This isn’t supposed to read like some smart-ass ‘huh huh huh told yurr so!’ post, but it just so happens that we were one of the first sites to cover the music of Trevor Powers. We fell hard for his Youth Lagoon guise when there were just two demo’s up on his Soundcloud page; I tell you this not for the aforementioned reason but because it goes a little way to showing just how far his artistry has come since. We didn’t cover his music back then so we could one day brag about being there first, we did so because it hit us like a sledgehammer. The subtle, thread-bare progression found on July and Cannons left us utterly spellbound, more so than any other debut offerings in GFP‘s lifetime. When something has that kind of effect on you however, you put your faith in it, and the artist behind it. It becomes something completely personal to you. It’s one of the magical things about music; the way in which we relate these little trinkets to our own lives and turn them in to our possessions. We grow with them, we believe in them and they really do become a part of the story.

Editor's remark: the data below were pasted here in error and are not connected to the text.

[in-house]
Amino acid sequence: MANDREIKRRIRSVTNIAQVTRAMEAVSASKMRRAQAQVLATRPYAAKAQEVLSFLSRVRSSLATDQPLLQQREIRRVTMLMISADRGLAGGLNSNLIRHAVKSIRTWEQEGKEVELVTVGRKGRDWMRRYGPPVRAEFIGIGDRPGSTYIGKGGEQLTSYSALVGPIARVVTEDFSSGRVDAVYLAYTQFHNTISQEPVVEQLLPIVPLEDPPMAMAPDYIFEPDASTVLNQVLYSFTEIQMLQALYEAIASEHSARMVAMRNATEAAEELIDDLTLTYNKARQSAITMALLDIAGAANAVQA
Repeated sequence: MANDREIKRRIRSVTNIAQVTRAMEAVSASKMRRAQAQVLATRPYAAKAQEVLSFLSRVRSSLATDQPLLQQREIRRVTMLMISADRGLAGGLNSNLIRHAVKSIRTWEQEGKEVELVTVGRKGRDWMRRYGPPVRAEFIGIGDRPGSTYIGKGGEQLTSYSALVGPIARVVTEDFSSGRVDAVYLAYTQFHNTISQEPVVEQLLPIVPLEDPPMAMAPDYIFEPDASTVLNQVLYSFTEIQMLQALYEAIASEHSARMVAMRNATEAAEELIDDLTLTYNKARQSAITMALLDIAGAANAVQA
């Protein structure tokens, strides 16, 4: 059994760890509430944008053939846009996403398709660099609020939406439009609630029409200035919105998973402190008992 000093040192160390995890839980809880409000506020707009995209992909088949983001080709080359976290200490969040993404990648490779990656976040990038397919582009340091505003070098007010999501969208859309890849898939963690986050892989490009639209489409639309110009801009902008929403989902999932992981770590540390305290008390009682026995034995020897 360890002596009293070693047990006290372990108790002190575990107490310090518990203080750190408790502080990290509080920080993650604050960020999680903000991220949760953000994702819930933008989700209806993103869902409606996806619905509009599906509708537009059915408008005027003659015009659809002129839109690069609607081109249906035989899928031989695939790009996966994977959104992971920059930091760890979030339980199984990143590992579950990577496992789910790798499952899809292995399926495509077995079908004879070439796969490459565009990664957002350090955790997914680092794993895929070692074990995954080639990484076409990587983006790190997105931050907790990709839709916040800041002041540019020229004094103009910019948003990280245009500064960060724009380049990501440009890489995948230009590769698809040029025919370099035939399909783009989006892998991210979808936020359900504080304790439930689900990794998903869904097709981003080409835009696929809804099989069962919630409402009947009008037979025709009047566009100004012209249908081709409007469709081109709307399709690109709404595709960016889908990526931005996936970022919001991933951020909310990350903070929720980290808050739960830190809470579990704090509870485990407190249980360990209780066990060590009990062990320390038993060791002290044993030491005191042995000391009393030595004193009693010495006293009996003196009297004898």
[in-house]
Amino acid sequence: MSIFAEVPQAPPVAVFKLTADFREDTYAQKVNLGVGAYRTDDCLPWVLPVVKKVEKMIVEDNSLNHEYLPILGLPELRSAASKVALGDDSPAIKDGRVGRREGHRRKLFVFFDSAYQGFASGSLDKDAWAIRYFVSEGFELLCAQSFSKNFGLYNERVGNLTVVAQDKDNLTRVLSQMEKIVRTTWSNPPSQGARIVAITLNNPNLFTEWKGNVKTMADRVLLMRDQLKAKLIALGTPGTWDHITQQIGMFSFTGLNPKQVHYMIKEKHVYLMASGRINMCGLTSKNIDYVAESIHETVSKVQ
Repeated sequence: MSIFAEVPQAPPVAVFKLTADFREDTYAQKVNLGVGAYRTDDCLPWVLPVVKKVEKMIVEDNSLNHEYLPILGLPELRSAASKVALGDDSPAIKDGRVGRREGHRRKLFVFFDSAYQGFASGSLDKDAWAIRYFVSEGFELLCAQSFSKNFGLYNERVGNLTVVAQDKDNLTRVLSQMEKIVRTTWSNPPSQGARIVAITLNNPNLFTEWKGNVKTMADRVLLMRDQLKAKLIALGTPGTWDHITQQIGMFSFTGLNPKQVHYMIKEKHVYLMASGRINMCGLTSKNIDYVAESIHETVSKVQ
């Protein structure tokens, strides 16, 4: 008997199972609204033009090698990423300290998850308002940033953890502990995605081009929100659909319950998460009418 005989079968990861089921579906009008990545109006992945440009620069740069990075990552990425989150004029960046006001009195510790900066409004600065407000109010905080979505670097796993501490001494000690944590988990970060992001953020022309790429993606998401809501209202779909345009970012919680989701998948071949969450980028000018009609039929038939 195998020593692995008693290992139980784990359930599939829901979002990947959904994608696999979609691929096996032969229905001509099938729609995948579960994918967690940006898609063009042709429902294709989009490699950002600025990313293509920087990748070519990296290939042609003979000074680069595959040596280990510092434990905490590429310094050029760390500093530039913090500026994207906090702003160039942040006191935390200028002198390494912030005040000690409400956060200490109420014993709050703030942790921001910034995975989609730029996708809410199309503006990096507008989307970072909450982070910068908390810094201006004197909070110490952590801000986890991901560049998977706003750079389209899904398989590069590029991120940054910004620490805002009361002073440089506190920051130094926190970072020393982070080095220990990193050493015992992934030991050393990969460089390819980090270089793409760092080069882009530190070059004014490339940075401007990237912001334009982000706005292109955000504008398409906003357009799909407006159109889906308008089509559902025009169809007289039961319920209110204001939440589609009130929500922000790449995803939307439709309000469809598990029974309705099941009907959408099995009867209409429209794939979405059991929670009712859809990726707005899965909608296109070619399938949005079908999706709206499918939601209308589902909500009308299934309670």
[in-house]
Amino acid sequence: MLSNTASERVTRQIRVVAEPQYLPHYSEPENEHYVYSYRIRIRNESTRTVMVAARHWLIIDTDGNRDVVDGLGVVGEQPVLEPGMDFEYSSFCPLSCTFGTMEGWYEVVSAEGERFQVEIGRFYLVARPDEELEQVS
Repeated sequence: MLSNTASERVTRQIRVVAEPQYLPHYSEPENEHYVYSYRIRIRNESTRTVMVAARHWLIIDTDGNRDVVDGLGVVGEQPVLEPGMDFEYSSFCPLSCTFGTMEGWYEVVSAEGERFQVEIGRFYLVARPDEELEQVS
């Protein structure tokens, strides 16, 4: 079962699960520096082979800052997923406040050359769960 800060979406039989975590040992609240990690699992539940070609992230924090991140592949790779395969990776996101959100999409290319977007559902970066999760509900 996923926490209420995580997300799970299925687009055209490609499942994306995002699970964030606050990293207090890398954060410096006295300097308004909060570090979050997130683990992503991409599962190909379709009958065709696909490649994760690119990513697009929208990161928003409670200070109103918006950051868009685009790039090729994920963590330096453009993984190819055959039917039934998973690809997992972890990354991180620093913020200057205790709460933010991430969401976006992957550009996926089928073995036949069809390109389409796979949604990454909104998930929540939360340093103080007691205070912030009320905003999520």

After hearing those two demo’s I, somewhat selfishly, truly believed that Youth Lagoon would one day floor me all over again. In my own defence, it’s pretty obvious that it’s simply human nature to want and expect more from something that brings you so much joy. Which brings me to Mute. It’s the second track to be released from YL’s follow-up to 2011’s The Year Of Hibernation – which for all its early promise, didn’t quite live up to my (ridiculously inflated) expectations – and is the sound of that faith being justified.
And oh what a sound.
Mute is six-minutes of breathtaking visions. Gone are the subtle, barely-there progressions. Replaced instead by vivid and colourful displays of sights and sounds, both completely familiar and utterly alien. It sounds like nothing else but it sounds like everything; the twisted dreams of youth, once compromised by the sadness and the madness of the real world, now replaced with the magic that seeps through the cracks and convinces us that the landscapes and the situations we create within ourselves can always be realised if we just believe in it enough.
Wondrous Bughouse is released in the UK on March 4th.
Related; Interview // Youth Lagoon (Juy 2011)